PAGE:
The next day the Weather Service updated their previous statement. “000 NWUS56 KPQR 151559 LSRPQR PRELIMINARY LOCAL STORM REPORT…CORRECTED NATIONAL WEATHER SERVICE PORTLAND OR 859 AM PDT WED APR 15 2015 ..TIME… …EVENT… …CITY LOCATION… …LAT.LON… ..DATE… ….MAG…. ..COUNTY LOCATION..ST.. …SOURCE…. ..REMARKS.. 0405 PM TORNADO EUGENE 44.05N 123.11W 04/14/2015 F0 LANE OR PUBLIC AT 405 PM A SHORT DURATION TORNADO TOUCHED DOWN ON THE CAMPUS OF LANE COMMUNITY COLLEGE. A LANE COMMUNITY COLLEGE OFFICIAL WITNESSED A RAIN AND HAIL WRAPPED TORNADO THAT DAMAGED THREE VEHICLES SIGNIFICANTLY. ONE VEHICLE WAS MOVED APPROXIMATELY 125 FT AND ENDED UPSIDE DOWN ON A BERM IN THE PARKING LOT. WIND SPEEDS NEEDED TO MOVE VEHICLES NEED TO BE IN THE 65 TO 85 MPH RANGE AS A CONSERVATIVE ESTIMATE…WHICH WOULD RATE THIS AS AN EF0 TORNADO. 4/15 ) A LOT OF THE WORK THIS MORNING HAS CENTERED AROUND DETERMINING THE RATING OF YESTERDAYS EUGENE TORNADO…WHICH STRUCK A PARKING LOT OF LANE COMMUNITY COLLEGE AND OVERTURNED A FEW VEHICLES. GIVEN THAT THERE WAS NO DAMAGE TO OTHER STRUCTURES…AND THE WIND SPEEDS REQUIRED TO LIFT VEHICLES ARE SOMEWHAT OF AN UNKNOWN AND EVOLVING AREA OF RESEARCH…THE STORM PREDICTION CENTER RECOMMENDED AN EF-U RATING…THE U STANDING FOR UNKNOWN. SINCE THERE IS NO EXISTING NWS DIRECTIVE AT THIS POINT WHICH SUPPORTS AN OFFICIAL EF-U RATING…THE RECOMMENDATION WAS TO RATE IT AN EF-0…AS NO DAMAGE TO OTHER STRUCTURES WAS FOUND NOR REPORTED. WEAGLE”

EF Scale
Enhanced Fujita-Pearson Tornado Scale | Image by smokeys-trail.com

n  previous article from April 4, 2014 called Dorothy Couldn’t Get To OZ With One. I explained, in very basic terms, how tornadoes form. The first description explains tornadoes in the Midwest and elsewhere, but not here in Oregon. In this state I said we average about 3 tornadoes per year over recorded history. The Midwest tornadoes form when the hot humid air rises high up into the atmosphere where the air is colder. The higher that air raises the stronger the tornado can be. This is why we have what are termed “cold core” tornadoes here. The cold air has to drop down to meet the warmer air which just doesn’t reach up far enough. That makes a weaker funnel which usually spends about 10 minutes or so on the ground and does very little damage.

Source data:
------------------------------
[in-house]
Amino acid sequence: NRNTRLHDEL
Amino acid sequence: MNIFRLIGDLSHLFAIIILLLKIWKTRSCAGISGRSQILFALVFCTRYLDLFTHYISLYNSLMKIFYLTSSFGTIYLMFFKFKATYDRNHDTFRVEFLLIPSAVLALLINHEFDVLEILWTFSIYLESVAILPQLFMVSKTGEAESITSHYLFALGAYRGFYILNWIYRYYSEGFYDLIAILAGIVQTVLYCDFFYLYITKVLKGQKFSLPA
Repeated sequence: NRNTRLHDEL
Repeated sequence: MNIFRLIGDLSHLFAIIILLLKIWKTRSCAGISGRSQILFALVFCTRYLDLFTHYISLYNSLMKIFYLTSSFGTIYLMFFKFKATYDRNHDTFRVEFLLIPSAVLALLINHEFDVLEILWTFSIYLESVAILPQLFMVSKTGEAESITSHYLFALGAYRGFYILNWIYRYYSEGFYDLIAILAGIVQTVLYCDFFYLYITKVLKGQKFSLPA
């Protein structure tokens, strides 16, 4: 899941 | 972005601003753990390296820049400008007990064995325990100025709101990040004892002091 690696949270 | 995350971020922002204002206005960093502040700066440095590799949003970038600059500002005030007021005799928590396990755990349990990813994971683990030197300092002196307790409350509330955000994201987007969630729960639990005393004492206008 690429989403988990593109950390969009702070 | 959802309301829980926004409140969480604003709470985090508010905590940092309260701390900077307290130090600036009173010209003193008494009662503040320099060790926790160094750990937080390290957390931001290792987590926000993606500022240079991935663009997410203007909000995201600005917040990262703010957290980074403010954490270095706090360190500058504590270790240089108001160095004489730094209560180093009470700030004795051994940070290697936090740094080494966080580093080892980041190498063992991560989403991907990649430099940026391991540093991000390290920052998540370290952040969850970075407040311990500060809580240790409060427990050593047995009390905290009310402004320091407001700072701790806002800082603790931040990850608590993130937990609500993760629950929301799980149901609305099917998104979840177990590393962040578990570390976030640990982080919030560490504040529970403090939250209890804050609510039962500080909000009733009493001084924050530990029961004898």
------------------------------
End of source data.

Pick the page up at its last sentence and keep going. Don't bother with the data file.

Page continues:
Funnel Cloud
Funnel Cloud Spotted 2:10 PM Viewing E Of I-5 | Photo by Kim Courtright-Bowden perfectlybluephotography.com

You might remember back in 1996 a small tornado dropped down in the Gateway area damaging and moving a shed. The National Weather Service in Portland sent one of their meteorologists here to check it out. Our National Weather Service Office in Eugene was still in operation, but closing soon, and the last remaining meteorologist also examined the site. If I remember correctly the  Portland report was that it was not a tornado because there was no drag mark on the ground.The Eugene report said it was a tornado due to the angle of the damage and eyewitness reports. Proving what causes this kind of damage is not as simple as you might think.

The last time I checked the statistical information not one person has ever been reported to die in Oregon as a direct result of a tornado. Don’t get too cocky about that because the odds may be against having one, but if it hits you I don’t think you’ll think it’s such a rare event. If you see one or a tornado warning is issued by the authorities take shelter immediately in an interior room with no windows and a narrow roof line. A good example is a closet. Get down on the floor, cover your head and hug the wall until it is over.

Let’s hope the researchers can help give us better ways to access the risk factors involved and produce better and more accurate warnings in the very near future.

Let me know what you would like me to talk about or explain. You can comment below or email me at: [email protected].